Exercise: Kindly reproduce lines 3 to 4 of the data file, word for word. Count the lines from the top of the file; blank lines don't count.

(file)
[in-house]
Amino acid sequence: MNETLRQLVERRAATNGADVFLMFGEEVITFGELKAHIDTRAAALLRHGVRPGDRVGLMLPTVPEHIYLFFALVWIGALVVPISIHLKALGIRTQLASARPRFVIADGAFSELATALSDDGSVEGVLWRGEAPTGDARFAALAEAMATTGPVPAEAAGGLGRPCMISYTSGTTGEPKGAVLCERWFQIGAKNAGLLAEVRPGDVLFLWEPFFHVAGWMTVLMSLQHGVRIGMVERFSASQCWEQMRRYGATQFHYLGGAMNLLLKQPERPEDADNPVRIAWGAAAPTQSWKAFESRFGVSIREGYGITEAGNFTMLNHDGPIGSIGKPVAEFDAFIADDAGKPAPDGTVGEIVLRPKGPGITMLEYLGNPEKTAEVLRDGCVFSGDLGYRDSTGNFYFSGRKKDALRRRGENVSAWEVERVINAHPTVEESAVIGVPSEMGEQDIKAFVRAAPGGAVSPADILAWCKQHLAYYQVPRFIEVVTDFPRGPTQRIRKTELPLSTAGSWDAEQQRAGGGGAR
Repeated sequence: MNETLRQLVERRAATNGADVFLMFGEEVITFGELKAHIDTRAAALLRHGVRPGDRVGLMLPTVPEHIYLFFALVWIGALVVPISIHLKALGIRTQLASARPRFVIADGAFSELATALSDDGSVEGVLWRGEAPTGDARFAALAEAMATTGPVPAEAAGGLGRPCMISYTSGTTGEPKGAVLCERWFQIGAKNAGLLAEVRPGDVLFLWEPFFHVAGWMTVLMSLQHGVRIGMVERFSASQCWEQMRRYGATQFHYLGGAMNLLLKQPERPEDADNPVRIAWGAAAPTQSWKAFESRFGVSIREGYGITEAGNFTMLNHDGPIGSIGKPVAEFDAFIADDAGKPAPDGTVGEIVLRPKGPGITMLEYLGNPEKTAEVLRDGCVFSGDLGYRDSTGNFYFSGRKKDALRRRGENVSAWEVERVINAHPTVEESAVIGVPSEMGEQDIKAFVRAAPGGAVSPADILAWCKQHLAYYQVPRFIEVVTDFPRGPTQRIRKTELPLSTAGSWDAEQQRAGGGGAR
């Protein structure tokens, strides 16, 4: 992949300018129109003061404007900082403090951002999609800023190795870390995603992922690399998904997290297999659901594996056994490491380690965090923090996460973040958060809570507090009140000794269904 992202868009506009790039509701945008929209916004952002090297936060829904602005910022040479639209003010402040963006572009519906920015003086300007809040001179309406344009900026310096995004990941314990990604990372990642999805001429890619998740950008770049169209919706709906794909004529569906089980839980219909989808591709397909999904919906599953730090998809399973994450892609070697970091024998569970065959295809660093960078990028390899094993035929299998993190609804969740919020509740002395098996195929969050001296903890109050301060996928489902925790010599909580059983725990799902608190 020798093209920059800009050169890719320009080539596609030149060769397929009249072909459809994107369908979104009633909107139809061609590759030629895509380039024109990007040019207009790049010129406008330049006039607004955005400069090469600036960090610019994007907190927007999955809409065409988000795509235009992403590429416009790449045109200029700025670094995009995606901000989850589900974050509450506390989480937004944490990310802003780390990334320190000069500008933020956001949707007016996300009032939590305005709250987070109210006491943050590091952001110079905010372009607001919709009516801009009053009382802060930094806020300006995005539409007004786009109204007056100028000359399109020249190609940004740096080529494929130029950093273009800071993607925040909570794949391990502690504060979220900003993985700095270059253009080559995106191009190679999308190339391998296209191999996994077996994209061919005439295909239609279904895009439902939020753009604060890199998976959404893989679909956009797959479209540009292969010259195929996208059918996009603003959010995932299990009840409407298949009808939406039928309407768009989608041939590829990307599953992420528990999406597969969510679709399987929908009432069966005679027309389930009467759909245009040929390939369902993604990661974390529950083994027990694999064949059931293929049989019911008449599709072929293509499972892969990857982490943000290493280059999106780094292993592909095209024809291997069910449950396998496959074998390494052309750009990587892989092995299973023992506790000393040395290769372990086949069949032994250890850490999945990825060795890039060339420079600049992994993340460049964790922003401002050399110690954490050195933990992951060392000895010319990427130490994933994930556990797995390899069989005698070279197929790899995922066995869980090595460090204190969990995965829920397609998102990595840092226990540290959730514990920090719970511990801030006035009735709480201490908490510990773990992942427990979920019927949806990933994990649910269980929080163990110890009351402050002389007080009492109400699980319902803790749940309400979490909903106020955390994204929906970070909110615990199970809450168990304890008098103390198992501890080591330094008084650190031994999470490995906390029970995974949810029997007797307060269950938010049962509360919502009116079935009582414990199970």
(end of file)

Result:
Repeated sequence: MNETLRQLVERRAATNGADVFLMFGEEVITFGELKAHIDTRAAALLRHGVRPGDRVGLMLPTVPEHIYLFFALVWIGALVVPISIHLKALGIRTQLASARPRFVIADGAFSELATALSDDGSVEGVLWRGEAPTGDARFAALAEAMATTGPVPAEAAGGLGRPCMISYTSGTTGEPKGAVLCERWFQIGAKNAGLLAEVRPGDVLFLWEPFFHVAGWMTVLMSLQHGVRIGMVERFSASQCWEQMRRYGATQFHYLGGAMNLLLKQPERPEDADNPVRIAWGAAAPTQSWKAFESRFGVSIREGYGITEAGNFTMLNHDGPIGSIGKPVAEFDAFIADDAGKPAPDGTVGEIVLRPKGPGITMLEYLGNPEKTAEVLRDGCVFSGDLGYRDSTGNFYFSGRKKDALRRRGENVSAWEVERVINAHPTVEESAVIGVPSEMGEQDIKAFVRAAPGGAVSPADILAWCKQHLAYYQVPRFIEVVTDFPRGPTQRIRKTELPLSTAGSWDAEQQRAGGGGAR
């Protein structure tokens, strides 16, 4: 992949300018129109003061404007900082403090951002999609800023190795870390995603992922690399998904997290297999659901594996056994490491380690965090923090996460973040958060809570507090009140000794269904 992202868009506009790039509701945008929209916004952002090297936060829904602005910022040479639209003010402040963006572009519906920015003086300007809040001179309406344009900026310096995004990941314990990604990372990642999805001429890619998740950008770049169209919706709906794909004529569906089980839980219909989808591709397909999904919906599953730090998809399973994450892609070697970091024998569970065959295809660093960078990028390899094993035929299998993190609804969740919020509740002395098996195929969050001296903890109050301060996928489902925790010599909580059983725990799902608190 020798093209920059800009050169890719320009080539596609030149060769397929009249072909459809994107369908979104009633909107139809061609590759030629895509380039024109990007040019207009790049010129406008330049006039607004955005400069090469600036960090610019994007907190927007999955809409065409988000795509235009992403590429416009790449045109200029700025670094995009995606901000989850589900974050509450506390989480937004944490990310802003780390990334320190000069500008933020956001949707007016996300009032939590305005709250987070109210006491943050590091952001110079905010372009607001919709009516801009009053009382802060930094806020300006995005539409007004786009109204007056100028000359399109020249190609940004740096080529494929130029950093273009800071993607925040909570794949391990502690504060979220900003993985700095270059253009080559995106191009190679999308190339391998296209191999996994077996994209061919005439295909239609279904895009439902939020753009604060890199998976959404893989679909956009797959479209540009292969010259195929996208059918996009603003959010995932299990009840409407298949009808939406039928309407768009989608041939590829990307599953992420528990999406597969969510679709399987929908009432069966005679027309389930009467759909245009040929390939369902993604990661974390529950083994027990694999064949059931293929049989019911008449599709072929293509499972892969990857982490943000290493280059999106780094292993592909095209024809291997069910449950396998496959074998390494052309750009990587892989092995299973023992506790000393040395290769372990086949069949032994250890850490999945990825060795890039060339420079600049992994993340460049964790922003401002050399110690954490050195933990992951060392000895010319990427130490994933994930556990797995390899069989005698070279197929790899995922066995869980090595460090204190969990995965829920397609998102990595840092226990540290959730514990920090719970511990801030006035009735709480201490908490510990773990992942427990979920019927949806990933994990649910269980929080163990110890009351402050002389007080009492109400699980319902803790749940309400979490909903106020955390994204929906970070909110615990199970809450168990304890008098103390198992501890080591330094008084650190031994999470490995906390029970995974949810029997007797307060269950938010049962509360919502009116079935009582414990199970």